Registered: 20/12/1999
Posts: 30591
Loc: Seattle, WA
No, but the husband is Wink Martindale.
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#368150 - 03/01/2017 10:44 Re: What is this shiny device? [Re: tfabris]
Roger
carpal tunnel

Registered: 18/01/2000
Posts: 5528
Loc: London, UK
Originally Posted By: tfabris
how many things were wrong in hilariously interesting ways.


In Clarke's "Holiday on the Moon", there's a bit where they get a phone call from the father, who's an astronomer on the moon. Two things wrong with this: not using a remote (robot) observatory; and the fact that they have to take the call on a landline in the kitchen.

Futurism's weird.
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-- roger

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#368153 - 03/01/2017 19:16 Re: What is this shiny device? [Re: tfabris]
tfabris
carpal tunnel

Registered: 20/12/1999
Posts: 30591
Loc: Seattle, WA
Yes, exactly! It's not funny when a futurist is simply wrong about something, but it's hilarious when they get things slightly wrong in *that way*.
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Tony Fabris

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#368154 - 03/01/2017 19:21 Re: What is this shiny device? [Re: tfabris]
tfabris
carpal tunnel

Registered: 20/12/1999
Posts: 30591
Loc: Seattle, WA
The other fun one, which persisted in a lot of sci-fi until very recently, always depicted computer and robot interaction as having:
- Perfect voice recognition, including the computer understanding context.
- Simultaneously combined with terrible halting machine-like speech synthesis from the computer.

... when in fact the opposite has turned out to be true.
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#368156 - 03/01/2017 21:09 Re: What is this shiny device? [Re: tfabris]
mlord
carpal tunnel

Registered: 29/08/2000
Posts: 13506
Loc: Canada
What do you mean, Dave?

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#368160 - 03/01/2017 22:40 Re: What is this shiny device? [Re: mlord]
tfabris
carpal tunnel

Registered: 20/12/1999
Posts: 30591
Loc: Seattle, WA
Agreed, 2001 is a notable exception.

One of my favorite films, partly because its futurism is generally more accurate than most sci-fi of the time (though not perfect, and significantly off in timescale, and of course it didn't predict the demise of Pan Am).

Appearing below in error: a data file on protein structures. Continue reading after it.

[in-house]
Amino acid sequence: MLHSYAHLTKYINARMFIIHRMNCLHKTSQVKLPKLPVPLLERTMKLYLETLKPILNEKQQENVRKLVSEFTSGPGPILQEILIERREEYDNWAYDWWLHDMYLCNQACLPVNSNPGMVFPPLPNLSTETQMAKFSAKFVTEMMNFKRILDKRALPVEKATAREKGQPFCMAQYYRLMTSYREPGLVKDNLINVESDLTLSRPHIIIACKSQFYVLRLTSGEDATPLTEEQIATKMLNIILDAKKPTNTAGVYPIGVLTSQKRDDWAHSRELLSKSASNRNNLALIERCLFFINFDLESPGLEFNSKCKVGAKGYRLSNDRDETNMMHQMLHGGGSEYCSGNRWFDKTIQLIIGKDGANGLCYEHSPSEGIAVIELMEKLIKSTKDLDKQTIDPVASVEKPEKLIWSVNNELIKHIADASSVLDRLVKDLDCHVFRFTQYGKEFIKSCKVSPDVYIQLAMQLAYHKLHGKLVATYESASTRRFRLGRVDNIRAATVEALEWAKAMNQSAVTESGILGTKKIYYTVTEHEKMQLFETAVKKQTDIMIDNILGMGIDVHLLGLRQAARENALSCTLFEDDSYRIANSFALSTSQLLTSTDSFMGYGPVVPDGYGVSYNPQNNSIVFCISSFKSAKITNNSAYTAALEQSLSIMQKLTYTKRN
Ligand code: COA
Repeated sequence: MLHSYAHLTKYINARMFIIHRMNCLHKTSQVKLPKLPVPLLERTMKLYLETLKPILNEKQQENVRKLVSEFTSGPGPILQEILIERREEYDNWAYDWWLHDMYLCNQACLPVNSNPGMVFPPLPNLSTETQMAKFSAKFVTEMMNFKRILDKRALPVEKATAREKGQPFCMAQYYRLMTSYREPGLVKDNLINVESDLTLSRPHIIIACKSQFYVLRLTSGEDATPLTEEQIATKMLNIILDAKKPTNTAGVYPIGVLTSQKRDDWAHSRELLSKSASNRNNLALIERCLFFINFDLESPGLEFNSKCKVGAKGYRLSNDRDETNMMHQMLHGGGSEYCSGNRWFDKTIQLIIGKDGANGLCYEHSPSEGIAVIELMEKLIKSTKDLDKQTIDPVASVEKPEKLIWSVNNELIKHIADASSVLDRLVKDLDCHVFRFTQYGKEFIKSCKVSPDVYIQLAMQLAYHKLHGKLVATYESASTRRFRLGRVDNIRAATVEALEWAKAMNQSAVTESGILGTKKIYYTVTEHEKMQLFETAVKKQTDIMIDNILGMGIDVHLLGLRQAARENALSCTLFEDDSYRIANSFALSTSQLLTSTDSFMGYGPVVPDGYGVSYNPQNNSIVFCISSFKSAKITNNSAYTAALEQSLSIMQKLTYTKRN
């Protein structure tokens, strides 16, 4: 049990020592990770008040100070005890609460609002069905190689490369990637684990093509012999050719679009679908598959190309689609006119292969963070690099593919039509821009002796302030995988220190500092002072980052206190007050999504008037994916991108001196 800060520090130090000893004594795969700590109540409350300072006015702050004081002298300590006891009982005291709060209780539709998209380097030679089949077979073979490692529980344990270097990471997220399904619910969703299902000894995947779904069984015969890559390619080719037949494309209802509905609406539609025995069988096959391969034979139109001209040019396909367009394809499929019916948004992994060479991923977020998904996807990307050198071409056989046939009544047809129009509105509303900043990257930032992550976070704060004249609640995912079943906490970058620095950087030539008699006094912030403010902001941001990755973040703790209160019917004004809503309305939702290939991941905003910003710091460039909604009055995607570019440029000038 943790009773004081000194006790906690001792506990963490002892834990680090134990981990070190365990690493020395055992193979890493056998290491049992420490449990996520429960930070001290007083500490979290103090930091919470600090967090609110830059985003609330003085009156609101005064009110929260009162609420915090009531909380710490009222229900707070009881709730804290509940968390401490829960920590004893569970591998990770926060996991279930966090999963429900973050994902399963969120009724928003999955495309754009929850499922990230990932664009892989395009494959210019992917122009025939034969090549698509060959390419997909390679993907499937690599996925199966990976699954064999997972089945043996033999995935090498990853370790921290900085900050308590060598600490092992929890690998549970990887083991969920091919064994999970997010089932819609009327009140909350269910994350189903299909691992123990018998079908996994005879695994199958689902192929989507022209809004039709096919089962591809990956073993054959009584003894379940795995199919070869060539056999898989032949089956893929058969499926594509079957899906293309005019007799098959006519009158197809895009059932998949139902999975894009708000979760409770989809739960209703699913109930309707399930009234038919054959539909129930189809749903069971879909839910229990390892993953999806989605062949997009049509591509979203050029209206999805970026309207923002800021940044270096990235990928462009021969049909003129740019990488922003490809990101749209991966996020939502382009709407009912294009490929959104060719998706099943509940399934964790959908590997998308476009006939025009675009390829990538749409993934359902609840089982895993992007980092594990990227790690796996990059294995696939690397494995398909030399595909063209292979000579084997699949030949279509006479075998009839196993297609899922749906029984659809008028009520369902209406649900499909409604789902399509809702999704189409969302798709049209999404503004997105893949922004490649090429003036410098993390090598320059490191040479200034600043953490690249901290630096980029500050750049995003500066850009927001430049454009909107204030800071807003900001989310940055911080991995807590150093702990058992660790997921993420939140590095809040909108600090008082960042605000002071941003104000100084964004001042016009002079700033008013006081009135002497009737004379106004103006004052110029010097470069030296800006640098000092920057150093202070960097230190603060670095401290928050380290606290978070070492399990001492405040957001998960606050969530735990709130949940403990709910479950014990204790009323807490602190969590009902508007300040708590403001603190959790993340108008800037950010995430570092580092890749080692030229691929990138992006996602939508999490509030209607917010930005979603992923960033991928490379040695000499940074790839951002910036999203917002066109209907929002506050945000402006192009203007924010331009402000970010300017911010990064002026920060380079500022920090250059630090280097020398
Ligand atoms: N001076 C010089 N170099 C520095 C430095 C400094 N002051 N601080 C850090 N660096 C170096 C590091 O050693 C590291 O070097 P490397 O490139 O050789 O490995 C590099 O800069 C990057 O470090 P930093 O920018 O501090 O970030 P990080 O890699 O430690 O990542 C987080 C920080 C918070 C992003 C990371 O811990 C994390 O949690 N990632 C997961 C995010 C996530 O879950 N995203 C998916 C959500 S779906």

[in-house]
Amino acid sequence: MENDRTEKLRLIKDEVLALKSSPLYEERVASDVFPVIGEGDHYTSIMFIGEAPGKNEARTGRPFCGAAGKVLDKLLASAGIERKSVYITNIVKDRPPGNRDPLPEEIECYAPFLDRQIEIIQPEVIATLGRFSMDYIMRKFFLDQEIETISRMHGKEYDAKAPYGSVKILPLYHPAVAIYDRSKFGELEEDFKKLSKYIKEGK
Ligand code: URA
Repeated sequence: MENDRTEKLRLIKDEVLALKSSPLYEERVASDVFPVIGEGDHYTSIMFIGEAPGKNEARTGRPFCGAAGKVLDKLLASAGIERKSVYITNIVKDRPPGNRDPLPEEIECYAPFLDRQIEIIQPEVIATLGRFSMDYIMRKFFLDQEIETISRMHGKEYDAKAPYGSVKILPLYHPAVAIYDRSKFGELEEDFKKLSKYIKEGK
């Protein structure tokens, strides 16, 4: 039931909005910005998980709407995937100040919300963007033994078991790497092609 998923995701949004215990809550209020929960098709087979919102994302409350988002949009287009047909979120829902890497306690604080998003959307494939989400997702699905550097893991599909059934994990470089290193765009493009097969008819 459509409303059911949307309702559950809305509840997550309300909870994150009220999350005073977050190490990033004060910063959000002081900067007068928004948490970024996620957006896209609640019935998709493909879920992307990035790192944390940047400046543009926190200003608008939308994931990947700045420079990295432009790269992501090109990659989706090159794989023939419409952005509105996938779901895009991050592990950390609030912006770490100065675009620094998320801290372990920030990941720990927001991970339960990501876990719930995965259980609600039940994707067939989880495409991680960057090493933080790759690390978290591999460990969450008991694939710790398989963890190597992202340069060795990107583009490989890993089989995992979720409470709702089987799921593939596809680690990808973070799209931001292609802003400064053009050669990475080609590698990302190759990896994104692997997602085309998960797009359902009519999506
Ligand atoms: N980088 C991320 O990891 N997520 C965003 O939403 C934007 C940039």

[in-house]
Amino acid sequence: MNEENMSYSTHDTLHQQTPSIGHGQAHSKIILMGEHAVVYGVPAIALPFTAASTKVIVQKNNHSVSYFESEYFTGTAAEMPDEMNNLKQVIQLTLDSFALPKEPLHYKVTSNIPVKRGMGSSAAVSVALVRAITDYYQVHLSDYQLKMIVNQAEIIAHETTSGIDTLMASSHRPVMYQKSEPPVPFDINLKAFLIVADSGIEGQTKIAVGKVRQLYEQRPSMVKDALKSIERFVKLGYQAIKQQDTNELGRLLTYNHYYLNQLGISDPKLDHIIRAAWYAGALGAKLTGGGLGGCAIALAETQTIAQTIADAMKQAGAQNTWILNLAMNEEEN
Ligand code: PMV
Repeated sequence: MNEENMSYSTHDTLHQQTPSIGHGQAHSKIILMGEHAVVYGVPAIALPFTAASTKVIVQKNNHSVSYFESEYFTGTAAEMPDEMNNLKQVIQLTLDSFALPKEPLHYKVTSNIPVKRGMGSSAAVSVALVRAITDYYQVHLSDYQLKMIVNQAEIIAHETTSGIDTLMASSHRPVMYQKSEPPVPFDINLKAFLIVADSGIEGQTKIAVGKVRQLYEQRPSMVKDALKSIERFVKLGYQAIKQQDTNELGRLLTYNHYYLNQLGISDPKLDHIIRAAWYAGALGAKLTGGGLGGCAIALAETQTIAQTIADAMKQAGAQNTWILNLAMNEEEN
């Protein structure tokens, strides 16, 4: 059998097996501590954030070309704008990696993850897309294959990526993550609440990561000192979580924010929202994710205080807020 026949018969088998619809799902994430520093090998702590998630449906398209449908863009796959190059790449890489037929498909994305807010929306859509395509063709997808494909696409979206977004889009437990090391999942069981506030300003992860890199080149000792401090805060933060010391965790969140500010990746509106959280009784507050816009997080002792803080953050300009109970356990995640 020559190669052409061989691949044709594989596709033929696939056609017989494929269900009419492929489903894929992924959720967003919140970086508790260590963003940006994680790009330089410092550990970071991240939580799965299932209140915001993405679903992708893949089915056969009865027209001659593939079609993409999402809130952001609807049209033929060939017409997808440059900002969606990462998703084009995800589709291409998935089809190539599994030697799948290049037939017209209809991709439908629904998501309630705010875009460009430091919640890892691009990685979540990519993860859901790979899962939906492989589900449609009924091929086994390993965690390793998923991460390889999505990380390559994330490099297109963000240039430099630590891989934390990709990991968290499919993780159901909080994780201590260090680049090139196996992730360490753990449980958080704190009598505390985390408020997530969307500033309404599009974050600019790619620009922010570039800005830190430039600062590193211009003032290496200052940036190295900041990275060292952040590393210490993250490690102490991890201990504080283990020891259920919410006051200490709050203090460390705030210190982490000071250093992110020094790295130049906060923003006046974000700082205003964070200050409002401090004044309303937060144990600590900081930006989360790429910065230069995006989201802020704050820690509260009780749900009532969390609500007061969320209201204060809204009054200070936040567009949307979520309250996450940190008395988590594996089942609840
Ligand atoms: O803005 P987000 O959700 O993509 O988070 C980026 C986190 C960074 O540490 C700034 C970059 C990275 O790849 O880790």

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Tony Fabris

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#368162 - 04/01/2017 10:05 Re: What is this shiny device? [Re: tfabris]
Roger
carpal tunnel

Registered: 18/01/2000
Posts: 5528
Loc: London, UK
Originally Posted By: tfabris
the demise of Pan Am


Might still happen: who owns the rights to the name and logo? smile

Edit: found it: https://en.wikipedia.org/wiki/Guilford_Transportation_Industries, who do railway stuff (?!)
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#368163 - 04/01/2017 13:20 Re: What is this shiny device? [Re: tfabris]
tfabris
carpal tunnel

Registered: 20/12/1999
Posts: 30591
Loc: Seattle, WA
Wow.

Reading Wikipedia article on Pan-Am and all the things that happened. Just crazy.

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#368180 - 06/01/2017 12:18 Re: What is this shiny device? [Re: tfabris]
Tim
veteran

Registered: 25/04/2000
Posts: 1437
Loc: Arizona
Originally Posted By: tfabris
- Perfect voice recognition, including the computer understanding context.
I upgraded my XBone to a XBone S over the Christmas break. One of the changes was that Kinect software was updated and now you have to use Cortana ('Hey, Cortana') for voice commands instead of just 'Xbox'.

Trying to pause a video is entertaining. 'Hey Cortana, pause' got the response 'I pulled up some videos of 'bus' for you.' followed by a bunch of videos featuring an Anime bus.

Another time, pause got the response 'Here is the definition of pug'. So I tried to unsnap the pug definition (used 'close' instead of 'unsnap') and Cortana helpfully showed me the definition of 'close'. Then she read the definition to me just to make sure I understood it.

Voice recognition is entertaining, but not in the way it is supposed to be.

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#368181 - 06/01/2017 18:39 Re: What is this shiny device? [Re: tfabris]
tfabris
carpal tunnel

Registered: 20/12/1999
Posts: 30591
Loc: Seattle, WA
Quote:
Cortana helpfully showed me the definition of 'close'.


Exactly. Even when they get speech recognition perfect in terms of understanding the words you're saying, the systems still won't understand the context.

Interesting how Star Trek was prescient about that particular fact in only one episode:

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Tony Fabris